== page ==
It seems as clear as the colour of the sky (grey in Little England, blue elsewhere) to note the two main themes that have rippled through the lion’s share of news since last year: the mass displacement of people into Europe from countries ravaged in the Arab Spring’s aftermath, and a global swing to the right in governments from Hungary and Brazil to the U.S, which must soon pick its poison between a convinctionless experiment in clickbait gone horribly wrong and a convinctionless hawk whose pulse quickens only in response to dollar signs and detonations.
Perhaps less obvious is that these movements have brought with them what I’ll informally call the new ‘most powerful words in the English language’. Unlike previous title holders, these words are perfectly acceptable before the watershed, though may be heard with similar frequency in earshot of your local pub. The first, racist, now doubles as a damning silencer for the digital electorate – apparently it is more progressive to pre-emptively shun someone as a racist than to engage with criticism of Islam or the European Union – though such uses of the term are still much less offensive than any racial discrimination it calls out, which brings me to the second word: immigrant. If you read the right sort of logic-defying rag, an immigrant is the sinister alien that refuses to phone home all to simultaneously steal both your benefits AND your jobs, and not because there is no one to answer among the ruins. Asylum seeker, though less catchy a phrase, at least gifts immigrants with a just motive.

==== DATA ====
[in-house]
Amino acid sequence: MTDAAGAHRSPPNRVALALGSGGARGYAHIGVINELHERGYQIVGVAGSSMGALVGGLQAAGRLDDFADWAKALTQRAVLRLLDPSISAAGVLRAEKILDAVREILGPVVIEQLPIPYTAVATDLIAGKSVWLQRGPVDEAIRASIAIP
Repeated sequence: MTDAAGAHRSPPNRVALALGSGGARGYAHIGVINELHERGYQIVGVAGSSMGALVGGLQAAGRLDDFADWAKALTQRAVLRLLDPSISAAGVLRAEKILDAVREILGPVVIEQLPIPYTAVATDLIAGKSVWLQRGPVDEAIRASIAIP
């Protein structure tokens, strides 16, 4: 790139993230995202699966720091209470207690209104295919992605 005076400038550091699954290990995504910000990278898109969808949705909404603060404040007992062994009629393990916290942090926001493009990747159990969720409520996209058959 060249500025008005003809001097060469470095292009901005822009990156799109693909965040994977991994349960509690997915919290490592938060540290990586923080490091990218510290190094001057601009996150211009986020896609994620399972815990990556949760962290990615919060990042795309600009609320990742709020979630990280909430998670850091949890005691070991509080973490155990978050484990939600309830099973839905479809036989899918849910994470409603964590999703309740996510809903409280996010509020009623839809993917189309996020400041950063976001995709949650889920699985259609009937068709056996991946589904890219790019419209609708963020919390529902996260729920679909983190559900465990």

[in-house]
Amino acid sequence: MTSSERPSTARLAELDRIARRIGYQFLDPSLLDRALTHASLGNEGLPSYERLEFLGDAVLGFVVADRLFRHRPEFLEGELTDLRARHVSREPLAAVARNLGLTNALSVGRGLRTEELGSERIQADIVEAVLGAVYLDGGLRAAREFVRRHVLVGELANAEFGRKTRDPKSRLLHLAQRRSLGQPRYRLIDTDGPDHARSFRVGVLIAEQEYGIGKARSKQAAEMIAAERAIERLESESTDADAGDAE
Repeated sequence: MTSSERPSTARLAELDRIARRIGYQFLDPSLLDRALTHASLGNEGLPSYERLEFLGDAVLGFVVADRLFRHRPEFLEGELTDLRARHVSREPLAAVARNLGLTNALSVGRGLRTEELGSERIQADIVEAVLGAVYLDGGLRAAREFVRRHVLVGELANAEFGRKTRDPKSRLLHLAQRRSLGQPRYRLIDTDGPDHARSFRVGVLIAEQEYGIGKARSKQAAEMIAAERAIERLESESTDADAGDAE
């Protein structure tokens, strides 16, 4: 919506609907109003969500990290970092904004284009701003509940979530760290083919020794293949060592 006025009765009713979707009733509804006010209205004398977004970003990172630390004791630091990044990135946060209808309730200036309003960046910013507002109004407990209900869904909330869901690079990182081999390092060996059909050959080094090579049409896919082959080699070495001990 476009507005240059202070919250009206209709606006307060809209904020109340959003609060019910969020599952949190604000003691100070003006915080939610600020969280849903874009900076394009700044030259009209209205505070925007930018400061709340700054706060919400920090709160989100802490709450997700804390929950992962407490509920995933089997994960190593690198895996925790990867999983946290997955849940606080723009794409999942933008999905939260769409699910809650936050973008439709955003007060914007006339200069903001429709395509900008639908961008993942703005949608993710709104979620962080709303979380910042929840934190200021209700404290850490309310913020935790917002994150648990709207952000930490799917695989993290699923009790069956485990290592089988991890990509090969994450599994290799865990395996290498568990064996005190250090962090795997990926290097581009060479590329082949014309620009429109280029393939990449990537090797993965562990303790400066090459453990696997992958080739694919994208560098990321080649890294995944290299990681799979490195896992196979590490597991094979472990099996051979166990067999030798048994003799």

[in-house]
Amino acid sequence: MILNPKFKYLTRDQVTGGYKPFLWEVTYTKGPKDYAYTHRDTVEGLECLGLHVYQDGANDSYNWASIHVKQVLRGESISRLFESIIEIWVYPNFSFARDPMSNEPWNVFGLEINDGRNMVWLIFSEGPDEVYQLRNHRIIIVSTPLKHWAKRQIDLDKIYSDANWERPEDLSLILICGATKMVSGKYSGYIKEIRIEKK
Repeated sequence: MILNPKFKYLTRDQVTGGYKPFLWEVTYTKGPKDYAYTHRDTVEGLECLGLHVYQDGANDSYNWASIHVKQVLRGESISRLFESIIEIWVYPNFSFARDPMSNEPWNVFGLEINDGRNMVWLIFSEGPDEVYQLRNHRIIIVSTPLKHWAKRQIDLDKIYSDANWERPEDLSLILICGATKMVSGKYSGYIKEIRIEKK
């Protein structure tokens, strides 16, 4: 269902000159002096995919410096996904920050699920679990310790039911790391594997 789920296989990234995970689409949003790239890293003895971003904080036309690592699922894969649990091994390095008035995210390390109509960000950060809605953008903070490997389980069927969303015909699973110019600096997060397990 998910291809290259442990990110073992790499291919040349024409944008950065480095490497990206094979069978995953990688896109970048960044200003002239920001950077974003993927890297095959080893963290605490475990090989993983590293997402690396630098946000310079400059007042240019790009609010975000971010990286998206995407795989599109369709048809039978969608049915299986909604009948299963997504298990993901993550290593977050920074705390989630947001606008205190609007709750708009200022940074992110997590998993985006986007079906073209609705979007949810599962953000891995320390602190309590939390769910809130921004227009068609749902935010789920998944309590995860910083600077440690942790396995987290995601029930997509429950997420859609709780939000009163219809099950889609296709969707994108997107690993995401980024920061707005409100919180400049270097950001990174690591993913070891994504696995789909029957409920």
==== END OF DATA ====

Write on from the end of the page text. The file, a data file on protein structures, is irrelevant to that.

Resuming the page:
“You can’t leave the people you love and come to a land where you know no one without a strong enough reason” says Julie to that effect, one of three asylum seekers whose testimony is performed in Ice & Fire’s ‘Asylum Monologues’. One of the ways in which Ice & Fire succeed in humanising their represented asylum seekers is by how little is done to dramatise their stories; there is no elaborate staging in Oldham Library, as we see only the three local actors giving clear and emphatic readings of their testimonies back and forth.
A nuance to ‘Asylum Monologues’ is the picture it paints of the asylum seekers’ past lives. The path Rose (Heather Carroll) takes to the UK is prefaced by danger from the very start – she is a Zimbabwe native who moved to Nigeria as a child through an arranged marriage to a 58 year old man, before being whisked away by a loaner to earn abroad. More surprising, though, are the two relatively middle class lives snatched away. Julie (Rhianne Starbuck) was a representative for domestic and child welfare in Uganda with a husband in the opposition’s army before she was detained for her activism by the Ugandan government, adrift from her family and raped by thirty men in a ‘safe house’ – a cruel euphemism if there ever was one – before her escape to England. Meanwhile, Sayid (Phil Dennison) enjoyed a career as a lawyer in a firm owned by a relative of Bashar al-Assad. Most tragic is Sayid’s description of the 2011 protests in Damascus as ‘hopeful and exciting’ in reference to Tunisia’s democratic reform – the sole success story of the Arab Spring – and Assad’s promises of free speech, unknown to him yet that his children will later write that they are no longer scared of rockets, bombing and kidnapping, for they are ‘used to it’.